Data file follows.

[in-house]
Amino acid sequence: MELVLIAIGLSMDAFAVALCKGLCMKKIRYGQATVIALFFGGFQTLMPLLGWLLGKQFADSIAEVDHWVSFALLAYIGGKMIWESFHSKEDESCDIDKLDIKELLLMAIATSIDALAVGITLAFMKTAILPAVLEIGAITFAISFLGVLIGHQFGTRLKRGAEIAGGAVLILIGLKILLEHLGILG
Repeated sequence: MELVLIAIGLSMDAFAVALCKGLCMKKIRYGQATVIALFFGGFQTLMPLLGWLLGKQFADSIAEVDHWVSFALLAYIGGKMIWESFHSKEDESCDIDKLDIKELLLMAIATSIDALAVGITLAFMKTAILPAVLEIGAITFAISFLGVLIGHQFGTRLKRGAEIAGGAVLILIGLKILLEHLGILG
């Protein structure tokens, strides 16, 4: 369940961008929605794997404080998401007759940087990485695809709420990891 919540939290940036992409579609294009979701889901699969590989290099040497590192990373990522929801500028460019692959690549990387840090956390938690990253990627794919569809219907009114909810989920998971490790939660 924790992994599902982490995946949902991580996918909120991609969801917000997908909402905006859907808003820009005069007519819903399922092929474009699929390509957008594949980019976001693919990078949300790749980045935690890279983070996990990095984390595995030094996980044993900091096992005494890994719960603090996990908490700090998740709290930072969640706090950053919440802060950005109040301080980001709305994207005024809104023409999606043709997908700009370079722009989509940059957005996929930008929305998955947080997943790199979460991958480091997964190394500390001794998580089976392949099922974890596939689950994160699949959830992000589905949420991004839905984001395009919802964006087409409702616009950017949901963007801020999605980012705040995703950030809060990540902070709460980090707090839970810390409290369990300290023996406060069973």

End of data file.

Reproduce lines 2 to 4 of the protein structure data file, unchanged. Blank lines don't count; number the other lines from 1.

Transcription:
Amino acid sequence: MELVLIAIGLSMDAFAVALCKGLCMKKIRYGQATVIALFFGGFQTLMPLLGWLLGKQFADSIAEVDHWVSFALLAYIGGKMIWESFHSKEDESCDIDKLDIKELLLMAIATSIDALAVGITLAFMKTAILPAVLEIGAITFAISFLGVLIGHQFGTRLKRGAEIAGGAVLILIGLKILLEHLGILG
Repeated sequence: MELVLIAIGLSMDAFAVALCKGLCMKKIRYGQATVIALFFGGFQTLMPLLGWLLGKQFADSIAEVDHWVSFALLAYIGGKMIWESFHSKEDESCDIDKLDIKELLLMAIATSIDALAVGITLAFMKTAILPAVLEIGAITFAISFLGVLIGHQFGTRLKRGAEIAGGAVLILIGLKILLEHLGILG
């Protein structure tokens, strides 16, 4: 369940961008929605794997404080998401007759940087990485695809709420990891 919540939290940036992409579609294009979701889901699969590989290099040497590192990373990522929801500028460019692959690549990387840090956390938690990253990627794919569809219907009114909810989920998971490790939660 924790992994599902982490995946949902991580996918909120991609969801917000997908909402905006859907808003820009005069007519819903399922092929474009699929390509957008594949980019976001693919990078949300790749980045935690890279983070996990990095984390595995030094996980044993900091096992005494890994719960603090996990908490700090998740709290930072969640706090950053919440802060950005109040301080980001709305994207005024809104023409999606043709997908700009370079722009989509940059957005996929930008929305998955947080997943790199979460991958480091997964190394500390001794998580089976392949099922974890596939689950994160699949959830992000589905949420991004839905984001395009919802964006087409409702616009950017949901963007801020999605980012705040995703950030809060990540902070709460980090707090839970810390409290369990300290023996406060069973």